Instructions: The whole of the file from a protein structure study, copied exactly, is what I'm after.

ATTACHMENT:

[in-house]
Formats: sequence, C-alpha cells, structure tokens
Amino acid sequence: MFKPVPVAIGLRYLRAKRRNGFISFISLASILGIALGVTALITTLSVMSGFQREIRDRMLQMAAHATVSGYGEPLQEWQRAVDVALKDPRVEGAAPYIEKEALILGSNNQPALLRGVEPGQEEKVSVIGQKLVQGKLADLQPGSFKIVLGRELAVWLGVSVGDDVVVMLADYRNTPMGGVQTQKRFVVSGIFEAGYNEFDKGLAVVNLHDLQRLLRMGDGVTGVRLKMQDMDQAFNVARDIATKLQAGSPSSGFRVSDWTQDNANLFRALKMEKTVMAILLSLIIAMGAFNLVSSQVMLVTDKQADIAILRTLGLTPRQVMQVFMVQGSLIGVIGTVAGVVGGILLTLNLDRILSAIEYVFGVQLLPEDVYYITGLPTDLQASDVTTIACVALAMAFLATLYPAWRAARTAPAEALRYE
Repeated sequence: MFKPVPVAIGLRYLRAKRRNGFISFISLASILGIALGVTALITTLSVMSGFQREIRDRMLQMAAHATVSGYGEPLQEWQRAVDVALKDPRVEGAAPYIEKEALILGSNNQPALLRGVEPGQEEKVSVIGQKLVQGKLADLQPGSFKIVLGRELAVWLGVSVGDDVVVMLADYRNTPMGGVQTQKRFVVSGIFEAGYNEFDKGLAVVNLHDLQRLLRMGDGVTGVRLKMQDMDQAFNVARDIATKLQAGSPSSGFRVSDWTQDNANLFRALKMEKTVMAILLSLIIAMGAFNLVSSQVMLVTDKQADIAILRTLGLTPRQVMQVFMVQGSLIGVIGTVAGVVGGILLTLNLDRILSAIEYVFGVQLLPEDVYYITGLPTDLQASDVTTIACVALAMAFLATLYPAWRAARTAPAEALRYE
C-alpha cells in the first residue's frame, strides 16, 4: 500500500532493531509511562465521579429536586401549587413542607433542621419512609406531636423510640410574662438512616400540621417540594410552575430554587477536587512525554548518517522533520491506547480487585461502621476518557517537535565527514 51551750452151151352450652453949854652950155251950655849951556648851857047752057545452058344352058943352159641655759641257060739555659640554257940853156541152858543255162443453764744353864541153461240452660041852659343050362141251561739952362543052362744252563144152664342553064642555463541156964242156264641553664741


[in-house]
Formats: sequence, C-alpha cells, structure tokens
Amino acid sequence: MFKPVPVAIGLRYLRAKRRNGFISFISLASILGIALGVTALITTLSVMSGFQREIRDRMLQMAAHATVSGYGEPLQEWQRAVDVALKDPRVEGAAPYIEKEALILGSNNQPALLRGVEPGQEEKVSVIGQKLVQGKLADLQPGSFKIVLGRELAVWLGVSVGDDVVVMLADYRNTPMGGVQTQKRFVVSGIFEAGYNEFDKGLAVVNLHDLQRLLRMGDGVTGVRLKMQDMDQAFNVARDIATKLQAGSPSSGFRVSDWTQDNANLFRALKMEKTVMAILLSLIIAMGAFNLVSSQVMLVTDKQADIAILRTLGLTPRQVMQVFMVQGSLIGVIGTVAGVVGGILLTLNLDRILSAIEYVFGVQLLPEDVYYITGLPTDLQASDVTTIACVALAMAFLATLYPAWRAARTAPAEALRYE
Repeated sequence: MFKPVPVAIGLRYLRAKRRNGFISFISLASILGIALGVTALITTLSVMSGFQREIRDRMLQMAAHATVSGYGEPLQEWQRAVDVALKDPRVEGAAPYIEKEALILGSNNQPALLRGVEPGQEEKVSVIGQKLVQGKLADLQPGSFKIVLGRELAVWLGVSVGDDVVVMLADYRNTPMGGVQTQKRFVVSGIFEAGYNEFDKGLAVVNLHDLQRLLRMGDGVTGVRLKMQDMDQAFNVARDIATKLQAGSPSSGFRVSDWTQDNANLFRALKMEKTVMAILLSLIIAMGAFNLVSSQVMLVTDKQADIAILRTLGLTPRQVMQVFMVQGSLIGVIGTVAGVVGGILLTLNLDRILSAIEYVFGVQLLPEDVYYITGLPTDLQASDVTTIACVALAMAFLATLYPAWRAARTAPAEALRYE
C-alpha cells in the first residue's frame, strides 16, 4: 500500500532493531509511562465521579429536586401549587413542607433542621419512609406531636423510640410574662438512616400540621417540594410552575430554587477536587512525554548518517522533520491506547480487585461502621476518557517537535565527514 51551750452151151352450652453949854652950155251950655849951556648851857047752057545452058344352058943352159641655759641257060739555659640554257940853156541152858543255162443453764744353864541153461240452660041852659343050362141251561739952362543052362744252563144152664342553064642555463541156964242156264641553664741